Monday, June 08, 2009

The Wisdom of Satan and other Stories

Since I acquired my new fangled listening device I have had those kind LibriVox people read me the following books,

  • Middlemarch by George Eliot
  • Our Mutual Friend by Charles Dickens
  • A Tale of Two Cities by Charles Dickens
  • The Heart of Darkness by Joseph Conrad
  • Bleak House by Charles Dickens
  • The Mysterious Stranger and Other Tales by Mark Twain (Paine version)

And I am currently listening to The Wind In The Willows by Kenneth Grahame. That is a re-read but it's always enjoyable. I was reminded of a thought that I had when I read it first, and it was this - how come Ratty and Toad and Badger and the rest of them get to eat interesting food, go on caravan holidays and have houses and cars and furniture and stuff while other animals, such as the old grey horse has to drag Toad's canary-coloured cart, only gets to eat grass and lives in a paddock? Maybe that's where Orwell got his idea for 'All animals are equal...' Or maybe not.

I finished 'The Mysterious Stranger' yesterday. I was hanging out the washing when Satan was opining thus,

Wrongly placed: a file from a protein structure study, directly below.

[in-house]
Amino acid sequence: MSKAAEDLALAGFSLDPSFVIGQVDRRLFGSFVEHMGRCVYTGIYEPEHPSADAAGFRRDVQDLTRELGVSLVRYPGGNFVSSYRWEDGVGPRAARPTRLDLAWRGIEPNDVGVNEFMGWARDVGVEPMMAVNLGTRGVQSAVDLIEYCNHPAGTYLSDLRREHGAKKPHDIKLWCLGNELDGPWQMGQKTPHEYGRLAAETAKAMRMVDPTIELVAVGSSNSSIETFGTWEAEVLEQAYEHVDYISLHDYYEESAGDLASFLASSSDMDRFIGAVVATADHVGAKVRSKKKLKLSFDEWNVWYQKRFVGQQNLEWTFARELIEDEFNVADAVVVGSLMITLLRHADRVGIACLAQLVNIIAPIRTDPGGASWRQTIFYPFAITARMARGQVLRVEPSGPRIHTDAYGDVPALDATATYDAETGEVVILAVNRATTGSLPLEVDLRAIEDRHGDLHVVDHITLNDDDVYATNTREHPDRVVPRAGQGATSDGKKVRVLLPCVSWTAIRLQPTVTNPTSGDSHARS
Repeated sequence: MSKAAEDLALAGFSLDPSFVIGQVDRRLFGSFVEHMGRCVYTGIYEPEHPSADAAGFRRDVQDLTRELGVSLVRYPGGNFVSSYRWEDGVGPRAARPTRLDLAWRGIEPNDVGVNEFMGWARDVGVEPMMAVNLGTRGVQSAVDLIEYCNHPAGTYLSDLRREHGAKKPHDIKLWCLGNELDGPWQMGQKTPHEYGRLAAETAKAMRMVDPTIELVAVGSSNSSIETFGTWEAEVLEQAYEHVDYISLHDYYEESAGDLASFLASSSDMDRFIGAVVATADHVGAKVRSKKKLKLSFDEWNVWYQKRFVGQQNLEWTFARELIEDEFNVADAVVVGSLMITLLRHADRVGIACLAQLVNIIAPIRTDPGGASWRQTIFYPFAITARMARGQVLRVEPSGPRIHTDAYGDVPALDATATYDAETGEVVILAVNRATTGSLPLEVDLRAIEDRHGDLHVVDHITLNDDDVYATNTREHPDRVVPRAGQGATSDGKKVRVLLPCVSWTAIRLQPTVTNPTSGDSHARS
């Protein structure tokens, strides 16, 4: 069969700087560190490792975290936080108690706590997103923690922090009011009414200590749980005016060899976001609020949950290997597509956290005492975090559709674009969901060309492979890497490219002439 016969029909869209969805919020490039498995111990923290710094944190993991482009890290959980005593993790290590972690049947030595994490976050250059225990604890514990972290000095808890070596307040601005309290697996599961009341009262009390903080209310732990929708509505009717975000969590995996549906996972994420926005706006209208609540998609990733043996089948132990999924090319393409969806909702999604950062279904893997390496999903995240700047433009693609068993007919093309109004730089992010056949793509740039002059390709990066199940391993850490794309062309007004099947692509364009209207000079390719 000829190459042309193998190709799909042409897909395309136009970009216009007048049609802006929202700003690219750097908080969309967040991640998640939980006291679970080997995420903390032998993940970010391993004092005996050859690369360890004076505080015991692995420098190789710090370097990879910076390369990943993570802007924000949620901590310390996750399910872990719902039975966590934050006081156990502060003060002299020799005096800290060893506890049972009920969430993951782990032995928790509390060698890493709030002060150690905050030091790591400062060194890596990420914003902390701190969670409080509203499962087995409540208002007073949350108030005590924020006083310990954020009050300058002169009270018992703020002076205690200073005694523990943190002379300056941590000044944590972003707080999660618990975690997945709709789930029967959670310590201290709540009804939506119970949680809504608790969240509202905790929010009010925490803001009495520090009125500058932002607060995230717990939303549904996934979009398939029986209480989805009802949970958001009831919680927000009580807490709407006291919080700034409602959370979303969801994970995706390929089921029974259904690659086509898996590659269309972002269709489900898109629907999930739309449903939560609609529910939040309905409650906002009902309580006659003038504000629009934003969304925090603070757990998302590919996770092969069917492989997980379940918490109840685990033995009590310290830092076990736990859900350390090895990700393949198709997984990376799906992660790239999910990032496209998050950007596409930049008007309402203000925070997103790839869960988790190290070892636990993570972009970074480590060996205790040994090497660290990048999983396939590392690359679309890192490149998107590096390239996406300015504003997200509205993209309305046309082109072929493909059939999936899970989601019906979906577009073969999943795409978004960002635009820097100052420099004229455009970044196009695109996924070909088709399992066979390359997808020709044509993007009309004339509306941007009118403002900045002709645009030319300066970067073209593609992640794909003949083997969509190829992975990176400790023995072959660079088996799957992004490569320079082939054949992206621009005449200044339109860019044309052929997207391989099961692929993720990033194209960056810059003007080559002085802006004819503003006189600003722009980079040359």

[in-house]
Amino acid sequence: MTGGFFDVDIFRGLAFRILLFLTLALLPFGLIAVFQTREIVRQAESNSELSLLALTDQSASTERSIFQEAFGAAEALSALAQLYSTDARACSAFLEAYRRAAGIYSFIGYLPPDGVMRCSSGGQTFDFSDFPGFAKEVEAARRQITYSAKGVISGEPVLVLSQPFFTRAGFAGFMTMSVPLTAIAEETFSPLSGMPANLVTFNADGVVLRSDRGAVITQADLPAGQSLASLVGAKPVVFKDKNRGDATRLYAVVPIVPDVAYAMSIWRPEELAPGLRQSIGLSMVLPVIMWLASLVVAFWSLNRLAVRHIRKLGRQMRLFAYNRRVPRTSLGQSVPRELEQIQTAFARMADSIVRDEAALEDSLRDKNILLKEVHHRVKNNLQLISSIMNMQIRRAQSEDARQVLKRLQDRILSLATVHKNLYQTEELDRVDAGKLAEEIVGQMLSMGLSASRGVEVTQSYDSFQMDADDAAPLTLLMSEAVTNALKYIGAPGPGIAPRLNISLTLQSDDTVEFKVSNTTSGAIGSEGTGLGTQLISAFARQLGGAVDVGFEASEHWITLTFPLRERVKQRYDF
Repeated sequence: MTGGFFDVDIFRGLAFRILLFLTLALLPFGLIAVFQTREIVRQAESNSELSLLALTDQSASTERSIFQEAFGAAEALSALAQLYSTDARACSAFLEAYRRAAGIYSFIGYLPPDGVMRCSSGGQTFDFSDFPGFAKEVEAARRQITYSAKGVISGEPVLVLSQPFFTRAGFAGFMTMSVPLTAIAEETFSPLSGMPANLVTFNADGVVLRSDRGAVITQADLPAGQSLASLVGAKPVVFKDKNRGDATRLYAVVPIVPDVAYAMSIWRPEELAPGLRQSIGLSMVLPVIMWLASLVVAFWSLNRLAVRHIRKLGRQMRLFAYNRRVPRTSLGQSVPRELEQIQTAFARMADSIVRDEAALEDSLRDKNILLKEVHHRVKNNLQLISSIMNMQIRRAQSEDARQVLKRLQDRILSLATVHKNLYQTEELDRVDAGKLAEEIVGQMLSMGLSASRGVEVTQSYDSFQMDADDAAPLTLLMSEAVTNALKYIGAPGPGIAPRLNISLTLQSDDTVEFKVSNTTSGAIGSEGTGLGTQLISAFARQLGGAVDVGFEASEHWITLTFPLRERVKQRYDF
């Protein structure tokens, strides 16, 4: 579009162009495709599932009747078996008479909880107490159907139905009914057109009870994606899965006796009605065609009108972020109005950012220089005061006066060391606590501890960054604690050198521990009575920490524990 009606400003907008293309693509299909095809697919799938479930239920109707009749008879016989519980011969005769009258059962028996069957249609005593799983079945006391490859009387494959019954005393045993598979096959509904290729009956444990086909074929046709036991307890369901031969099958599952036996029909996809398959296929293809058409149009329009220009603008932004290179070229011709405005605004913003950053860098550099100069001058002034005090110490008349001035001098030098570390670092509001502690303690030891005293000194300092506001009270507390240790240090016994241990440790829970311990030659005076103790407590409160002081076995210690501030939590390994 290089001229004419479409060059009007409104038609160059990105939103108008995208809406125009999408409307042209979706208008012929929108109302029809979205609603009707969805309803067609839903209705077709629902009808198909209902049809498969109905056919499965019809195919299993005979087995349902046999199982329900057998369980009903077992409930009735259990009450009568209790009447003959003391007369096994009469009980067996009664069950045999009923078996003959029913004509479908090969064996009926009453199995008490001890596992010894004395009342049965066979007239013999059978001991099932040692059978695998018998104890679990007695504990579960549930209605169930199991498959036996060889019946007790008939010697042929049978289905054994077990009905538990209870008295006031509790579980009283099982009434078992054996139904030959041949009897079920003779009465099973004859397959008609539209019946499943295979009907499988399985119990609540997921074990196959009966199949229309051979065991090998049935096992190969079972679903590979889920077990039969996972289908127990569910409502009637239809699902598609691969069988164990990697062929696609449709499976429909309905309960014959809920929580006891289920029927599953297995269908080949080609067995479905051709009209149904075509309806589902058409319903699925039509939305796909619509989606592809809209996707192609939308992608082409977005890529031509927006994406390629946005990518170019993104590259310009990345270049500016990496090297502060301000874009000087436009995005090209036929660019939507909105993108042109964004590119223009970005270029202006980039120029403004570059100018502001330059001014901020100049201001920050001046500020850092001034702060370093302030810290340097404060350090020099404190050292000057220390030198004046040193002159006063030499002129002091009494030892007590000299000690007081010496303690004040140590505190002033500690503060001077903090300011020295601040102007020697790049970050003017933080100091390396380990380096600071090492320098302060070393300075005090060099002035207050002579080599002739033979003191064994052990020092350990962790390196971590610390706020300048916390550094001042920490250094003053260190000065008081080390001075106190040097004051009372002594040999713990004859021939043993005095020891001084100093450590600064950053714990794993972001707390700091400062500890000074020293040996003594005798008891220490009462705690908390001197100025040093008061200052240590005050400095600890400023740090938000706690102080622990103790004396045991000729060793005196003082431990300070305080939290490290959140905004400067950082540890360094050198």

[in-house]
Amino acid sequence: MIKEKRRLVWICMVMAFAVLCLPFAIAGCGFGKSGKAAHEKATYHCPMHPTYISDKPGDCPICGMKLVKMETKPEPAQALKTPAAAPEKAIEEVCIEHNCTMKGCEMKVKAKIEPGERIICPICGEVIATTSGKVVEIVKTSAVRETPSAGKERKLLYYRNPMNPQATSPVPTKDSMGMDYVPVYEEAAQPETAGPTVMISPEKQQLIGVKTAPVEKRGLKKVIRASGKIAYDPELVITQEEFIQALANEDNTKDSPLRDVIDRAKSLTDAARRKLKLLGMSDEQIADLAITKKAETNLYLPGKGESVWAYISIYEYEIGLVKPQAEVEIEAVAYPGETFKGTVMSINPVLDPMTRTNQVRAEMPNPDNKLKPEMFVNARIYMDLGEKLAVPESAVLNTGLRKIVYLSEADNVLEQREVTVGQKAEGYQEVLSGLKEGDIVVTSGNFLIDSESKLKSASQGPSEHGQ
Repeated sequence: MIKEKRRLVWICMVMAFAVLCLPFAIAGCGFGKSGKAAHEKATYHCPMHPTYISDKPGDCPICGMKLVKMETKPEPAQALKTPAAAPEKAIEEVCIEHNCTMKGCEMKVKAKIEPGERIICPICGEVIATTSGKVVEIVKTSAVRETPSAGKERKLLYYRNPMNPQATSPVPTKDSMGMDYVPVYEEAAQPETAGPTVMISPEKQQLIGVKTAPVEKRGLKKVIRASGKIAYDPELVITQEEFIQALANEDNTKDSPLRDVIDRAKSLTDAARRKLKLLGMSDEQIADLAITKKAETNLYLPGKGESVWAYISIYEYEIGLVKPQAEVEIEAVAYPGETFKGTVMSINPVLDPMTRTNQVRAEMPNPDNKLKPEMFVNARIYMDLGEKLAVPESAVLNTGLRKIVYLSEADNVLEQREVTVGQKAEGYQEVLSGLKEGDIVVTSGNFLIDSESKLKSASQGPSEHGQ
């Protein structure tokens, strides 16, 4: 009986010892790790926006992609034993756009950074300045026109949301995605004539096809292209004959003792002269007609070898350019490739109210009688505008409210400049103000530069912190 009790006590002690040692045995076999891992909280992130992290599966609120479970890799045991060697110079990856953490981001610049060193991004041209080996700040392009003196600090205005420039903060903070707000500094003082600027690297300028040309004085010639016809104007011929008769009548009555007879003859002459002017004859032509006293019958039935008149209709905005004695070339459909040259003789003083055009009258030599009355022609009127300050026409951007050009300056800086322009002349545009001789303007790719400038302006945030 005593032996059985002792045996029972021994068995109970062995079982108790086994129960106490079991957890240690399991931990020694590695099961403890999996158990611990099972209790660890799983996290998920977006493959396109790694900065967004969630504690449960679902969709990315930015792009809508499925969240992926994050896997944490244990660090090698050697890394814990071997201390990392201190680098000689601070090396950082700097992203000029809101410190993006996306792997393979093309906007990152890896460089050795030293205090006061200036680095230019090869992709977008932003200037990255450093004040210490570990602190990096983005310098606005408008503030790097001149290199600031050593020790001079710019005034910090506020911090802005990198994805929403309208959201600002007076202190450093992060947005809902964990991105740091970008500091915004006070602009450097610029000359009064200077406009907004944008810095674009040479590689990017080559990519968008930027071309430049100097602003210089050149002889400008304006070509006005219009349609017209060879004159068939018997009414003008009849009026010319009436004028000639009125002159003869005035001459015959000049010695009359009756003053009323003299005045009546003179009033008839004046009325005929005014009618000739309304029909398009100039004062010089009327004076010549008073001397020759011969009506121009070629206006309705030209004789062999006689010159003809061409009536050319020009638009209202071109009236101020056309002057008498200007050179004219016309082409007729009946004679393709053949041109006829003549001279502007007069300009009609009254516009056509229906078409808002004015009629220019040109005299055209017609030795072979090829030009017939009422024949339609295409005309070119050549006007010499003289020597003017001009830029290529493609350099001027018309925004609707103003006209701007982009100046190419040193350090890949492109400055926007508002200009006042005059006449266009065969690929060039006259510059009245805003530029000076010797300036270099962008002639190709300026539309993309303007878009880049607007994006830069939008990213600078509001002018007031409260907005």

In five or six thousand years five or six high civilizations have risen, flourished, commanded the wonder of the world, then faded out and disappeared; and not one of them except the latest ever invented any sweeping and adequate way to kill people.

Satan was speaking in the late 16th century, Twain writing at the turn of the twentieth. How we have moved on since then.


evilganome said...

"The Wind in the Willows" was my favorite book as a child and in a lot of ways, it still is.

I'm happy you are enjoying Mr. Twain. I remember being introduced to his essays when I was in high school. It gave me a completely different perspective on him. And on the world when it comes to that.

Nelly said...

I'm looking forward to having Tom Sawyer & Huck Finn read to me too. I read them when I was younger, much younger, and I expect to get a lot more out of them now.

I'm also really relishing my Dickens. There are writers, such as Twain & Dickens, who still sound fresh even after the passage of a century.

The great thing about listening is that I can do it while I'm doing tedious things like laundry and cleaning. The only downside is that I'm a bit off limits as to domestic conversation and Bert says I look like Joe 90 with my earphones on.